It is hardly surprising that the Home Secretary was on the phone to the Secretary of State three times in one day to protest. We have been told that the subsequent talks between the Department and the community fund were Xfrosty". Even after the grant was confirmed yesterday, the Secretary of State issued a statement saying that she Xstill had doubts" about this particular organisation. I suspect that the Home Secretary might have put it a bit more robustly. We are now assured that the organisation will cease its political activities, but it is hard to imagine what else an organisation whose raison d'être is to oppose our asylum laws is likely to do.

Dr. Evan Harris (Oxford, West and Abingdon): Is the hon. Gentleman arguing that to qualify for community fund funding charities should not have political views? On that basis, organisations based in my constituency, such as Oxfam, would find it very difficult to access lottery funding. Surely recipients of such funding have a right to different views from those of the Government as long as the funding goes to core charitable causes that are separate from those political views.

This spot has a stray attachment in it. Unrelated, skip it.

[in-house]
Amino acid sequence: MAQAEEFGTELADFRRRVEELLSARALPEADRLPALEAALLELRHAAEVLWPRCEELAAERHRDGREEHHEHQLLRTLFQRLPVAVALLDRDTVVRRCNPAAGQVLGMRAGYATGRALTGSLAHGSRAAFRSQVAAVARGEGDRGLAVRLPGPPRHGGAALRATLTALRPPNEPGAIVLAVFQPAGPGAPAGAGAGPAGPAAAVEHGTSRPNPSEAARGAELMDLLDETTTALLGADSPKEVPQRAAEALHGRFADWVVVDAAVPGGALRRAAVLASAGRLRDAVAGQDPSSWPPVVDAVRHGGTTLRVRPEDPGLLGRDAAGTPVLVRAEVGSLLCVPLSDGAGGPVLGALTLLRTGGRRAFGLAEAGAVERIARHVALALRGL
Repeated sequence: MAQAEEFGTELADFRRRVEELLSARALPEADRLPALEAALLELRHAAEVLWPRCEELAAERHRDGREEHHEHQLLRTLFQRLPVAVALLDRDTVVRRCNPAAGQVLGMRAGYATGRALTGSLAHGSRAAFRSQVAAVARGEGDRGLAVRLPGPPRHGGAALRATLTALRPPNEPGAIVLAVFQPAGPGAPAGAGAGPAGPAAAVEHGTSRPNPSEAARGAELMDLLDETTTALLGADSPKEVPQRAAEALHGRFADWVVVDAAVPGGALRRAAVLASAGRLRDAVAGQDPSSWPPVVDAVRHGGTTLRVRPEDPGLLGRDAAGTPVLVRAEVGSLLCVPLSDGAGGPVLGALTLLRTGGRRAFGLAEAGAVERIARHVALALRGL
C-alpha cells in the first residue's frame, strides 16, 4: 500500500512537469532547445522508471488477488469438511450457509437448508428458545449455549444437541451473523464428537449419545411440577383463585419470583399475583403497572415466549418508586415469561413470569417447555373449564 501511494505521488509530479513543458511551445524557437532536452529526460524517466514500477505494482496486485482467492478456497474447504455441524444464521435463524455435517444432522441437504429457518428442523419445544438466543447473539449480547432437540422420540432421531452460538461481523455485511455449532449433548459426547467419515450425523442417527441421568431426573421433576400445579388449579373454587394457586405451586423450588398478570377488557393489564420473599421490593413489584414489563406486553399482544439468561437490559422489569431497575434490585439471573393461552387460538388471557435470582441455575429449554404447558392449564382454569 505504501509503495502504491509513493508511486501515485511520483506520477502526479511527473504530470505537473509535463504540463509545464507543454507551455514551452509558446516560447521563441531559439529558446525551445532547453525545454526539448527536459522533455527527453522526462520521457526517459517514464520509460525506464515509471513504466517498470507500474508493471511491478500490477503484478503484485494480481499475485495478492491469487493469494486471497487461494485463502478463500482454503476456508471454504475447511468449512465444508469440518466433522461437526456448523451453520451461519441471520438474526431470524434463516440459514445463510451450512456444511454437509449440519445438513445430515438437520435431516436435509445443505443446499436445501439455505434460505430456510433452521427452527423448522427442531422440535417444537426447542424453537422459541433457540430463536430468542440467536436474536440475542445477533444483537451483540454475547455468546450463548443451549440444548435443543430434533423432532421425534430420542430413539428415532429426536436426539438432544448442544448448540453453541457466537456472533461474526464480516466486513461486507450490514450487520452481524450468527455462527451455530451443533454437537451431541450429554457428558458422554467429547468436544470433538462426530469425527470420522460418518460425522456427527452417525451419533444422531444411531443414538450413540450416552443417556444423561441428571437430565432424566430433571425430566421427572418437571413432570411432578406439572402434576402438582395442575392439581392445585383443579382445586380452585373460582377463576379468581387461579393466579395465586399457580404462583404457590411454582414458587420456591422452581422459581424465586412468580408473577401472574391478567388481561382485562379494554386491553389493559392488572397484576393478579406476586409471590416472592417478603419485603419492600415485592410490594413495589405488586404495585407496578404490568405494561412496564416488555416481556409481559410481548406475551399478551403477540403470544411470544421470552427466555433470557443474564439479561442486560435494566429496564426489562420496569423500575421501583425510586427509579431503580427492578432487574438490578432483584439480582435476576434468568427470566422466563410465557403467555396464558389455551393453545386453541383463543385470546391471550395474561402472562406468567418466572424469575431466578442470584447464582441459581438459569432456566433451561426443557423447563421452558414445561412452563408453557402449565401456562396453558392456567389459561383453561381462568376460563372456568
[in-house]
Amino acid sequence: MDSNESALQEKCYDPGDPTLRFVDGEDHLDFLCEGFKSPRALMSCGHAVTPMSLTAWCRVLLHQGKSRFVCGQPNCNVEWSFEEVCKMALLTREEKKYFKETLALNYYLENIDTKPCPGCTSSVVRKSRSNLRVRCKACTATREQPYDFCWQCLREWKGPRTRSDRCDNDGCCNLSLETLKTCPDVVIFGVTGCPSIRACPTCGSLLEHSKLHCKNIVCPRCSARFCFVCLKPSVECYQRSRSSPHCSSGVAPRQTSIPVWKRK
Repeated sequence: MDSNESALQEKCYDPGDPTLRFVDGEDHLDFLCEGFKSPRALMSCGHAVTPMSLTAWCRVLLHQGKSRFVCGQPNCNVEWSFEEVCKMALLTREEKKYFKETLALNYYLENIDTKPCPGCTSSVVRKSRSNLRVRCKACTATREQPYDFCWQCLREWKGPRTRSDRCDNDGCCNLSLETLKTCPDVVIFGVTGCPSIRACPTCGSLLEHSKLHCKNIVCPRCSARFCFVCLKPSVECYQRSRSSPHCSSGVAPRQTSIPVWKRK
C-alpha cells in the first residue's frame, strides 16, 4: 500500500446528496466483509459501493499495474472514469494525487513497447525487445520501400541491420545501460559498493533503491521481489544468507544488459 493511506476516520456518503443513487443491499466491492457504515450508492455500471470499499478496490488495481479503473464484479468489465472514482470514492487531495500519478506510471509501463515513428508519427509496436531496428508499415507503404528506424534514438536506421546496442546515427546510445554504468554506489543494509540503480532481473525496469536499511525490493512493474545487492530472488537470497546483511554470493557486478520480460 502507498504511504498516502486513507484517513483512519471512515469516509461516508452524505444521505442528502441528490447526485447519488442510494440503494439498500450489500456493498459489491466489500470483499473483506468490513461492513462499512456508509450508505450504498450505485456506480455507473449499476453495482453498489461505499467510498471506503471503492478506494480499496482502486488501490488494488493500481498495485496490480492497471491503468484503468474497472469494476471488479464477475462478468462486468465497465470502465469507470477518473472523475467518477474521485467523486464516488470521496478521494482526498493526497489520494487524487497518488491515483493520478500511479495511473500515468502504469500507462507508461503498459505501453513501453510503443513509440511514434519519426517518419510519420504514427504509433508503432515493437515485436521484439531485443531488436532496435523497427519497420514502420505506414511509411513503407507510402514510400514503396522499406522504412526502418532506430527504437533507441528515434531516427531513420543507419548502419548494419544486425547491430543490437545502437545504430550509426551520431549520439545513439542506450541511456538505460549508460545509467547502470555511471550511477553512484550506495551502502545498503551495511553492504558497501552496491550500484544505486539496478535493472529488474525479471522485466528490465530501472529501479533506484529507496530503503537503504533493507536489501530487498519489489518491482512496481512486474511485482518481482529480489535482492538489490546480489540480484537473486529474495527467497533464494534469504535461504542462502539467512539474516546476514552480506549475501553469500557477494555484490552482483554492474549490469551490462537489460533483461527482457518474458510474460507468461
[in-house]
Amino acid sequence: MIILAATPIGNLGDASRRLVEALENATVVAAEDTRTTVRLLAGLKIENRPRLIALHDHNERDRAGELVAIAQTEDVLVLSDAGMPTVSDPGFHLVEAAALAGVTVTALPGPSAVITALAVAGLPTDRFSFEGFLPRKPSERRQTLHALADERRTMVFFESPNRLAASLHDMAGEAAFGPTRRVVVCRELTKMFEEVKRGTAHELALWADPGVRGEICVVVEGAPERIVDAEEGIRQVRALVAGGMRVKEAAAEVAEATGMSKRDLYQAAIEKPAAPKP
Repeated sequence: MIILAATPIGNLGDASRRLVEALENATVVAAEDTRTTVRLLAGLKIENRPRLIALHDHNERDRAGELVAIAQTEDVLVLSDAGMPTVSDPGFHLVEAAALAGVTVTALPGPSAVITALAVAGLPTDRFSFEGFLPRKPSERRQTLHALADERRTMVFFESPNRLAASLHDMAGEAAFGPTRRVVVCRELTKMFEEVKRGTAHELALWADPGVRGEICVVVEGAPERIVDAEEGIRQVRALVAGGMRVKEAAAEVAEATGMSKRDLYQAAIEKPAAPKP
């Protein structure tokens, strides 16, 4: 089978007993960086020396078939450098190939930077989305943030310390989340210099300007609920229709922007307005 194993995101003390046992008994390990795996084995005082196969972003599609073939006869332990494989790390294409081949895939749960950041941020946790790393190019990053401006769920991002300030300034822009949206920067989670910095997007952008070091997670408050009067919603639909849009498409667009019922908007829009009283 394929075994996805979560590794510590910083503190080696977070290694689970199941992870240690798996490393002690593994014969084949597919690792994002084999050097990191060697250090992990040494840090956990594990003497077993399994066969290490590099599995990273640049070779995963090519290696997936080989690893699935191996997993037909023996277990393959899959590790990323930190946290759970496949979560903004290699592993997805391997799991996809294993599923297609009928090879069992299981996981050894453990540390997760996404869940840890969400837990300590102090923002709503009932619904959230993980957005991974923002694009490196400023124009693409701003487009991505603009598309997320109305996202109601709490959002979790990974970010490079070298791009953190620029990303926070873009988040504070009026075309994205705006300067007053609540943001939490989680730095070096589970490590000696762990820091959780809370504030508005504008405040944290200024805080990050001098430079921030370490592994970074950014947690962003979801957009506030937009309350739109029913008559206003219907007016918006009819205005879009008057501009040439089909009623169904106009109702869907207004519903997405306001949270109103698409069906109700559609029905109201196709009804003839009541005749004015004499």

Mr. Whittingdale: Of course, many charities have political views, but the core purpose of this particular organisation is to oppose the legislation passed by the House. It is a political organisation, and it is waging a political campaign. Most people would regard such a body as not appropriate to receive funding from the national lottery.

That is not an isolated example. A few weeks ago, the Secretary of State for Education and Skills rightly expressed her anger that an appeals panel had overruled a head teacher's decision to exclude two pupils for threatening to kill their teacher. It was revealed shortly afterwards, however, that the Communities Empowerment Network, which had given legal support to the two pupils, had received #200,000 from the community fund. Once again, an organisation that actively campaigns against the actions and policies of Ministers is funded by national lottery grants.